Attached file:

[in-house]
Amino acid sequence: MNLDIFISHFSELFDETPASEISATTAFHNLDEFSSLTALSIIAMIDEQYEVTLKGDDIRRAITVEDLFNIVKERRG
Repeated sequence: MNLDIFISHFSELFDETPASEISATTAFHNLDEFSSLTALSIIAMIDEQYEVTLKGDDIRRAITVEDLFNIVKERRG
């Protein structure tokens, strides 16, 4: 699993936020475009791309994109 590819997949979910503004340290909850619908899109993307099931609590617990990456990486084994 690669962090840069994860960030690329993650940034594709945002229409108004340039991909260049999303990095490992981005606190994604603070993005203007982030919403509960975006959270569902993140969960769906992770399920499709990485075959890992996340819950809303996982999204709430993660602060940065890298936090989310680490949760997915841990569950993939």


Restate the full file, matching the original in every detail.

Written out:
[in-house]
Amino acid sequence: MNLDIFISHFSELFDETPASEISATTAFHNLDEFSSLTALSIIAMIDEQYEVTLKGDDIRRAITVEDLFNIVKERRG
Repeated sequence: MNLDIFISHFSELFDETPASEISATTAFHNLDEFSSLTALSIIAMIDEQYEVTLKGDDIRRAITVEDLFNIVKERRG
């Protein structure tokens, strides 16, 4: 699993936020475009791309994109 590819997949979910503004340290909850619908899109993307099931609590617990990456990486084994 690669962090840069994860960030690329993650940034594709945002229409108004340039991909260049999303990095490992981005606190994604603070993005203007982030919403509960975006959270569902993140969960769906992770399920499709990485075959890992996340819950809303996982999204709430993660602060940065890298936090989310680490949760997915841990569950993939």